Charlie Hunter on the harrowing time he got handcuffed in San Jose for jaywalking
Guitarist Charlie Hunter and drummer Scott Amendola teamed up in the mid '90s as part of T.J. Kirk, an outfit that played the music of Thelonious Monk, James Brown and Rahsaan Roland Kirk. Amendola, who also appears on a few of Hunter's mid-'90s Blue Note recordings, has worked with a number of musicians since then, including the Nels Cline Singers. Last year, the two teamed up again to record the duo album Not Getting Behind Is The New Getting Ahead, and Hunter says they'll be recording another duo album featuring Amendola's songs.
We caught up with Hunter, in town this weekend with Amendola at the Aggie Theatre, and spoke with him about how his guitar technique has evolved, working with Amendola over the last two decades, the challenges of simultaneously playing guitar and bass parts and studying with Joe Satriani.
Westword: I know you and Scott have a long history over the last twenty years ago. Have you guys been playing together a lot since then?
Charlie Hunter: Yeah, off and on. We had a long time where we played constantly. I moved out here [New York] and went our way for a way and then connected on occasion here and there. Then the last four or five years we've been starting to actually play quite a bit.
Your latest duo album is the first thing that you've done in a while, other than the Ben Goldberg album?
We're getting ready to do another one, but this one will be Scott's record with his music.
Is that going to be a duo record as well?
Yeah, it's a duo and we're going to record it exactly the same way, but the difference is that Scott's fitting the bill for this one, and it's all of his music, which is going to be cool. It's going to be really fun. I'm looking forward to it. He's writing some good music because I told him that if he didn't, I was going to throw him down a flight of stairs repeatedly until he wrote good music -- again and again and again -- like that Marcel Duchamp painting, "Nude Descending a Staircase," except he'd be nude, and he was going to descend a lot faster than he wanted to.
Man, it's funny, I actually interviewed you in 1996 for a local music magazine here in Denver, right after I moved back from the Bay Area. I just remember you were funny as hell. You were going to play at Red Rocks and open for...
Oh, Tracy Chapman. Boy, that was awful. That was a horrible tour. Oh my god. But I'm sorry, man, what happened?
We started talking about Red Rocks and John Tesh and Yanni and stuff, and it was pretty damn funny.
Those are some blasts from the past right there, right? That's funny, man.
So, what is it about Scott's playing that you really dig?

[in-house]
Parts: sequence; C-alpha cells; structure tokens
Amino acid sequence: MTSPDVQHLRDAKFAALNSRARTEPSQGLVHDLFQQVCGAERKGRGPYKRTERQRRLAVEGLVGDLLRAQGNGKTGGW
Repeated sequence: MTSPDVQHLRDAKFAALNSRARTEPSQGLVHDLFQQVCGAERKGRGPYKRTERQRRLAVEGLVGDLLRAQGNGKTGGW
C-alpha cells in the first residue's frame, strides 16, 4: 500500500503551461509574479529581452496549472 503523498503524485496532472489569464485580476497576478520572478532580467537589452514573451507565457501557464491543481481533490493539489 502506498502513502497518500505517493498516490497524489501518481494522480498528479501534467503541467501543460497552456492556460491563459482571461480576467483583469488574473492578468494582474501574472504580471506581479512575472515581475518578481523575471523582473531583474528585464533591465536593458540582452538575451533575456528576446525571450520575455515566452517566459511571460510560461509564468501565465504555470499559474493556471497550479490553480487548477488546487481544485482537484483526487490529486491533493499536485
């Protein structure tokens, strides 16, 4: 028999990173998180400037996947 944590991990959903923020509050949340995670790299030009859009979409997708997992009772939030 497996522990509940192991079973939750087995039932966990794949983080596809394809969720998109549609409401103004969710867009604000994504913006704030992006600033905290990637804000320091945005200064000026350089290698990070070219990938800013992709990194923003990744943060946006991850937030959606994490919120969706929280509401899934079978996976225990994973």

He does everything I tell him to do without so much as a whimper. Print that. No, you know, we just came up together, and we were playing together for so many years that we have a thing when we play. We have a certain thing we get to when we play.
A telepathic kind of thing?
I don't know if I'm smart enough to be telepathic, but I try not to embarrass myself, and he helps me not embarrass myself.
With your latest record, Not Getting Behind is the New Getting Behind, it's sort of about your travels around the country, right?
Yeah, more or less. It's interesting doing this interview with you now because the record came out not so long ago, but long enough ago that I felt like had done all the interviews for this record already. So it's kind of interesting to get the questions again. I'm trying to think, "Now what the hell was that record again?" [laughs] No, you're right. Most of it is about as thematic as an instrumental record can be.
Were the tunes inspired by different places?
I've spent the last 25 years touring this country. I don't know if they were inspired by specific places, but, you know, I've spent so much time in all these places that, yeah, the music's got to be inspired by it. That's where I come from. I'm an American musician. That's where my whole thing comes from. I spent a majority of my time touring the States. That's just a big part of who I am. If I'm being honest, it's going to come though in the music.
When you guys recorded the album, you did it live in studio without headphones, and just laid it down.
Boom! Yeah, right to tape. I don't even think we used an EQ. I can't remember if we did or not, but I have a feeling we didn't even use the EQ at all. The guy who recorded it, Dave McNair, is a serious badass engineer.
Was it a lot of first take stuff where you just nailed it?
Yeah, you're right. It's not like we're trying to. We would do two or three takes, and a lot of times, it usually ends up being the first or second takes, even with whatever mistakes are there, just because the overall feel of it is good. And that's what I'm going for -- the overall feel and the performance not necessarily a sterling, technical, you know, technical virtuosity. Just for the feel to be good and the flow to be nice and the pocket to be good. That's about all I look for, and hopefully everything else can fall in to place in there within that.
I guess you guys just crowdfunded that record with Omaha Diner project, right?
We did, and it worked. We're all super excited about it. Pretty much, we crowdsourced the record, but we crowdsourced the songs that we're going to play on the record.
Yeah. So what cuts are you going to be doing?
Oh, it's a secret. You're not going to know until it comes out, but, one thing, they're all going to be number one hits. That one thing is true. It's just really fun playing with those guys, and, yeah, it's a blast. Maybe we'll be coming through your neck of the woods.
That would be cool. I'm definitely a fan of Skerik, Steve Bernstein and Bobby Previte.
Yeah, well, screw those guys. [laughs]
It's all about you, right?
Yeah, and not even that. It's just all about angst. That's all we need. That's all we're talking about -- angst and that's it.